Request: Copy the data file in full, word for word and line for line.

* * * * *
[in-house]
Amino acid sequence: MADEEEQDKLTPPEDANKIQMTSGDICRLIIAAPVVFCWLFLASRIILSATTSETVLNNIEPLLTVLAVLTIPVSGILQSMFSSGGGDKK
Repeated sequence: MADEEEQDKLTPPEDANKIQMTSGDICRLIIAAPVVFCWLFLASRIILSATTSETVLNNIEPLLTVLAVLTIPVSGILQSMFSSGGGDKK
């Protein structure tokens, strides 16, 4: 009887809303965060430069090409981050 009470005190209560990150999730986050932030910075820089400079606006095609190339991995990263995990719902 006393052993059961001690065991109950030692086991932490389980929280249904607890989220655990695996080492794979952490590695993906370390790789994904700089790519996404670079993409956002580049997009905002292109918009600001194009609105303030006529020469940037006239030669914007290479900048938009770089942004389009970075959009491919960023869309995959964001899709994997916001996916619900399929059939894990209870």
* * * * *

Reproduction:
[in-house]
Amino acid sequence: MADEEEQDKLTPPEDANKIQMTSGDICRLIIAAPVVFCWLFLASRIILSATTSETVLNNIEPLLTVLAVLTIPVSGILQSMFSSGGGDKK
Repeated sequence: MADEEEQDKLTPPEDANKIQMTSGDICRLIIAAPVVFCWLFLASRIILSATTSETVLNNIEPLLTVLAVLTIPVSGILQSMFSSGGGDKK
């Protein structure tokens, strides 16, 4: 009887809303965060430069090409981050 009470005190209560990150999730986050932030910075820089400079606006095609190339991995990263995990719902 006393052993059961001690065991109950030692086991932490389980929280249904607890989220655990695996080492794979952490590695993906370390790789994904700089790519996404670079993409956002580049997009905002292109918009600001194009609105303030006529020469940037006239030669914007290479900048938009770089942004389009970075959009491919960023869309995959964001899709994997916001996916619900399929059939894990209870």